Delegates’ Reflections, past border delegations into Mexico.
A trip to the border to hear the voices of maquiladora workers can be a life-transforming event. A reflection is simply “a thought, idea, or opinion formed or a remark made as a result of meditation.” (Webster’s Dictionary).
Women on the Border provided scholarships to two persons so that they could cross the border on a delegation produced by our allies in Austin Tan Cerca de la Frontera in collaboration with the activists workers of Comité Fronterizo de Obreras (CFO). BELOW are reflective thank you notes from Cristina Gonzalez and Priscilla Luera:
Cristina Gonzalez (October Delegation, 2016):
My name is Cristina Gonzalez & I am one of the ten delegates who attended Austin Tan Cerca’s 62nd delegation to the Mexican border cities this past October. Attending this delegation definitely provided me with a new perspective on the differences in the way the U.S. & our local communities respond & operate around forms of trade.
I am deeply grateful for being able to meet all those women of the CFO who are achieving real changes in the workplace through their commitment to the dignified rights of Mexican workers. The CFO in Piedras Negras, the union group Los Mineros in Ciudad Acuña, & the maquiladora laborers that I had the opportunity to meet, are genuine inspirations to the work that I do as a coordinator at ATCF (www.atcf.org) and the work that I hope to achieve in my future careers.
After this visit to our friends, I am moved to take action by attending a discussion to negate the affects that the Trans Pacific Partnership trade deal is supposedly providing for the wage worker in the partnering countries. This is one of many solidarity projects I plan on participating in as a result of ATCFs delegation and WOB’s financial support to help me and others make changes in their lives through such experiences.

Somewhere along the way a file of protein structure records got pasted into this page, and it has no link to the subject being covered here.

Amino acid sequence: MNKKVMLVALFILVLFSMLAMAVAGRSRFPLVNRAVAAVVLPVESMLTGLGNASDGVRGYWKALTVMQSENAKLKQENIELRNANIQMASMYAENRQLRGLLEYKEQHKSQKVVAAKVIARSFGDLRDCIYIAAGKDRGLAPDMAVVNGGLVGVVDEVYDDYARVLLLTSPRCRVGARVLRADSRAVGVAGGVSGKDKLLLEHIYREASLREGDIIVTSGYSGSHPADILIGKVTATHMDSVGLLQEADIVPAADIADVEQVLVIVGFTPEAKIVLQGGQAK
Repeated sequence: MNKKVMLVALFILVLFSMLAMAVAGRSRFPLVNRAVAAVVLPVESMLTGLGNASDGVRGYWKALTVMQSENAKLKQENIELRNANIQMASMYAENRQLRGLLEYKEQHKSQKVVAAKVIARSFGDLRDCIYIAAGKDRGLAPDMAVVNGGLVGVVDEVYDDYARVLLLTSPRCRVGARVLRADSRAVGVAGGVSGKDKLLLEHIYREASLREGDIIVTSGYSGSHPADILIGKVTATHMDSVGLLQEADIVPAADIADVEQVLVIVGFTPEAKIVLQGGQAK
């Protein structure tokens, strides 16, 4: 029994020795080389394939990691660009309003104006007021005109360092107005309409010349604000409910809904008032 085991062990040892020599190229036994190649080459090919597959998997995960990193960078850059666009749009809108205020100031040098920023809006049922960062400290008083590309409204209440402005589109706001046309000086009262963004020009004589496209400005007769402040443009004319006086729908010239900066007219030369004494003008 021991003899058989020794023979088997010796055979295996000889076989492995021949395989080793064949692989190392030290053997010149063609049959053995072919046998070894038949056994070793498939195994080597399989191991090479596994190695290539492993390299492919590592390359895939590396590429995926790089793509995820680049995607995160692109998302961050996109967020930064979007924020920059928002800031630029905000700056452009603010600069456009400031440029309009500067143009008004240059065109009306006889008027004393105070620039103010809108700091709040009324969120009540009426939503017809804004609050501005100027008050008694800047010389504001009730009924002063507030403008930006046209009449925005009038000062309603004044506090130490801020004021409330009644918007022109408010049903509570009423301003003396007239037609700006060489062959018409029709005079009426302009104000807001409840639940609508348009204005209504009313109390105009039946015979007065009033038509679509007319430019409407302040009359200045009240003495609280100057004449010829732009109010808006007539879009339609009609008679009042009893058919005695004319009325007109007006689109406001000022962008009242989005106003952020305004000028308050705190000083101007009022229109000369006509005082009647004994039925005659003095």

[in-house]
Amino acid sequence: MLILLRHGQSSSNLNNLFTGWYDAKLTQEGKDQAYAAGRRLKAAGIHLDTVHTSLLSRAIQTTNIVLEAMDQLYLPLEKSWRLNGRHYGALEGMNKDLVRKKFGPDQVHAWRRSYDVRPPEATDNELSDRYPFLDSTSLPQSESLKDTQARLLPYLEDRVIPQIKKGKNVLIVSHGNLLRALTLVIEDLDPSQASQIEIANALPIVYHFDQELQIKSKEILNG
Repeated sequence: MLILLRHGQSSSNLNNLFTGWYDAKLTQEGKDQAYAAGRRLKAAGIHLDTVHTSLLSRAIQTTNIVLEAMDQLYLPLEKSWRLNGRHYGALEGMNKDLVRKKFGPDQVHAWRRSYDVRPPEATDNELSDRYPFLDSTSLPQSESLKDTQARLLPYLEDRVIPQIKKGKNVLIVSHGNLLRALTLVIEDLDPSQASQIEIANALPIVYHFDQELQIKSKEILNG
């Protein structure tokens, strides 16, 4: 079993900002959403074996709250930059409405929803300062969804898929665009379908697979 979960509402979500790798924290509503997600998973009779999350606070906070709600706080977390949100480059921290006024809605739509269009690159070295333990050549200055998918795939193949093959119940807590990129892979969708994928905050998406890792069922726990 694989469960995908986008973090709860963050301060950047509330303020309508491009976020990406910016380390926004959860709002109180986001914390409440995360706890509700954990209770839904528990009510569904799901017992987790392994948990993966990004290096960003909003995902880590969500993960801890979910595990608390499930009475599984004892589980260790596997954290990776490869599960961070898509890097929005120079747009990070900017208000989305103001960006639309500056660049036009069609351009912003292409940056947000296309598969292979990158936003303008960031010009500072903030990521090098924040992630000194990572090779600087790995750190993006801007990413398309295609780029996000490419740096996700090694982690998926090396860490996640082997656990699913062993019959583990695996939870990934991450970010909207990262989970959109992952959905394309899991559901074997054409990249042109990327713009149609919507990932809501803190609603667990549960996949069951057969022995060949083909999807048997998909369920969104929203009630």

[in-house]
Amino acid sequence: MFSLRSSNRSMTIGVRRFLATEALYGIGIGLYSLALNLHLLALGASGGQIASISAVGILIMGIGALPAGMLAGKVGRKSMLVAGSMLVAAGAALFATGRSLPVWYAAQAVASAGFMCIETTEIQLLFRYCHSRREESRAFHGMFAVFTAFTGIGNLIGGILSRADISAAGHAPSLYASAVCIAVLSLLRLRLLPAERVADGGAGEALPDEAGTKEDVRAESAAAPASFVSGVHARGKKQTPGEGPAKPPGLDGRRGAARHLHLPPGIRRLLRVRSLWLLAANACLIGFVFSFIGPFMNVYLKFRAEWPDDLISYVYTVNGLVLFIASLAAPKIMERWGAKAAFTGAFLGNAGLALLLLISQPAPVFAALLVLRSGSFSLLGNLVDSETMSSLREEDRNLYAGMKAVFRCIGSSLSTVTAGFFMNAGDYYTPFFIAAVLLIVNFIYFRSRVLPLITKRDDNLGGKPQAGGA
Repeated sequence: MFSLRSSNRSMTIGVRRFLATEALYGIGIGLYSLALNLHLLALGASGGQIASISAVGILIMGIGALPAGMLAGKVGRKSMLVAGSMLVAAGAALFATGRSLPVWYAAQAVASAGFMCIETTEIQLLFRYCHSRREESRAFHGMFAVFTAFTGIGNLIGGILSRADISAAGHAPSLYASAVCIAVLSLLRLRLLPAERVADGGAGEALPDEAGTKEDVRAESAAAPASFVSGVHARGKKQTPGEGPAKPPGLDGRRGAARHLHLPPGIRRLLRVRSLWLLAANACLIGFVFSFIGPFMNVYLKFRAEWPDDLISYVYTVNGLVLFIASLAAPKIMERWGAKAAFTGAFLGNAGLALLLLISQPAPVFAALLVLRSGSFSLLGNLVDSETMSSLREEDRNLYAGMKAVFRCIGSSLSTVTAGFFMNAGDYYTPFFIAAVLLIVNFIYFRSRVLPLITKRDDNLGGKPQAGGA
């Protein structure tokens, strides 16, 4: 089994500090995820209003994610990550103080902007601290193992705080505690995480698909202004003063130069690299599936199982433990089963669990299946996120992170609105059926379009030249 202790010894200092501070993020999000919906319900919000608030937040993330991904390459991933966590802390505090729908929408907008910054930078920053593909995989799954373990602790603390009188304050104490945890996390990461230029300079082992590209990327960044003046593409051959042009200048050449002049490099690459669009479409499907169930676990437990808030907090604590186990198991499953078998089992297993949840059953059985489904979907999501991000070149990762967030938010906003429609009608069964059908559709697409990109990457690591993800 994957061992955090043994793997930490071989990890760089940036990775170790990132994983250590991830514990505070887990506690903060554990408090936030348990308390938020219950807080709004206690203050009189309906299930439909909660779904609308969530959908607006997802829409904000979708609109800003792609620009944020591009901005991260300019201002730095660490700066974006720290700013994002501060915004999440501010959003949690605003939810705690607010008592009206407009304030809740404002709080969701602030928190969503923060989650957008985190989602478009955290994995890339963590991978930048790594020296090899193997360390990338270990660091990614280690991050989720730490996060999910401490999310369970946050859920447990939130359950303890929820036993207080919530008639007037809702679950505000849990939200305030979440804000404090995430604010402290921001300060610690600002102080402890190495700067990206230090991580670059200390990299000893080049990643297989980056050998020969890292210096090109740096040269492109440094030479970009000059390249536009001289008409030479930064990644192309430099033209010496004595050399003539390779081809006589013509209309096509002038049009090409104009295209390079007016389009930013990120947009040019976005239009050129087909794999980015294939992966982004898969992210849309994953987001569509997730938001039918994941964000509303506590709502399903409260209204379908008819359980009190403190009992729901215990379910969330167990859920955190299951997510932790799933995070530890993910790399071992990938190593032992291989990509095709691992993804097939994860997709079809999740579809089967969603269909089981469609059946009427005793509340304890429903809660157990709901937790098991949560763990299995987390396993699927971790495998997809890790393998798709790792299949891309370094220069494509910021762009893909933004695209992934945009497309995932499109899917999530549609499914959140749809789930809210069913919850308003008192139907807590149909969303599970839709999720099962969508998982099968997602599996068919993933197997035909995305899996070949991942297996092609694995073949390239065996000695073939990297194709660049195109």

Going on this delegation was truly something I believe everyone needs to attend whether they want to pursue business, governmental policies, or simply want to stand in solidarity with people who hold the dignity of human beings above profit. Again, I extend my deepest gratitude for your contribution to this cause & I hope that I will one day be able to pass on the power of sparking a change to others just as you have for me. I wish you well on all of your future endeavors.
Cristina Gonzalez (ATCF Volunteer)
PRISCILLA LUERA (October Delegation, 2016)
“We just got back from our 62nd delegation to Piedras Negras and Ciudad Acuña in Mexico! I would like to personally thank you for making this life-changing experience possible. It was an amazing trip where all of the delegates bonded with each other, and took immediate action by attending the Texas Tribune to put pressure on Congressman O’Rourke to vote “NO” on the Trans-Pacific Partnership Agreement which will effect laborers worldwide. As for the delegation, the best way for me to express my feelings is through a poem I wrote on the way back to the U.S.
I’ve crossed American soil
The fine line that divides poverty between the land of opportunity
I’ll always remember my Mexican sisters across the border, but will I practice what they preach?
Or pretend I’m someone I’m not cut out to be?
Forget my identity and sell my culture
For more money, more power
Y todo para qué?
For white recognition and my goals met
Because when I cross the border all anyone sees is a nopal on my forehead
And when I’m in Mexico all they see is proud to be an American
Because they’ve oppressed my ancestors and this is why they fight
For their children to have a better life
Yet, I’m already living the American Dream and still don’t feel white
A Xicana girl living in a “i’m not good enough” world
Lost in my own identity with a foot in each door
But, this is why solidarity exists
To break down power structures
And stand together, in justice and peace
For a better world to exist
I am Mexican American
And no one can take this from me
Born into a cruel world, but we are all human beings